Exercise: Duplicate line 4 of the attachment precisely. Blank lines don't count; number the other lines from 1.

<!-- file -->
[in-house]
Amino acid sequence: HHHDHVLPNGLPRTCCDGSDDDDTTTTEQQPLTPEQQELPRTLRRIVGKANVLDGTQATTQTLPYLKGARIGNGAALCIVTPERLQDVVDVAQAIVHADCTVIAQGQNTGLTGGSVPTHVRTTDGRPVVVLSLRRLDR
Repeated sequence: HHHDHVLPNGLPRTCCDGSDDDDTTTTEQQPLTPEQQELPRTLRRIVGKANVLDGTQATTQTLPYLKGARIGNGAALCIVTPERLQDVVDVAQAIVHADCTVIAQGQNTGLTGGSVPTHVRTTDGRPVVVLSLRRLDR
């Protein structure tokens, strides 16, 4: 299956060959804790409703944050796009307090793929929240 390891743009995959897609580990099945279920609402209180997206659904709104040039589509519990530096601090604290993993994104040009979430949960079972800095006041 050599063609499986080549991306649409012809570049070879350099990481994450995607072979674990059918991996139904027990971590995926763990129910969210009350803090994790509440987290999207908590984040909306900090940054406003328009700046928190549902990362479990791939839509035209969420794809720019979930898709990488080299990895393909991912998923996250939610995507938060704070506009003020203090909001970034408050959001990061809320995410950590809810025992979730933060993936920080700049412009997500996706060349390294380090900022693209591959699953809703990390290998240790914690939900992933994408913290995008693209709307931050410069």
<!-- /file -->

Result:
């Protein structure tokens, strides 16, 4: 299956060959804790409703944050796009307090793929929240 390891743009995959897609580990099945279920609402209180997206659904709104040039589509519990530096601090604290993993994104040009979430949960079972800095006041 050599063609499986080549991306649409012809570049070879350099990481994450995607072979674990059918991996139904027990971590995926763990129910969210009350803090994790509440987290999207908590984040909306900090940054406003328009700046928190549902990362479990791939839509035209969420794809720019979930898709990488080299990895393909991912998923996250939610995507938060704070506009003020203090909001970034408050959001990061809320995410950590809810025992979730933060993936920080700049412009997500996706060349390294380090900022693209591959699953809703990390290998240790914690939900992933994408913290995008693209709307931050410069």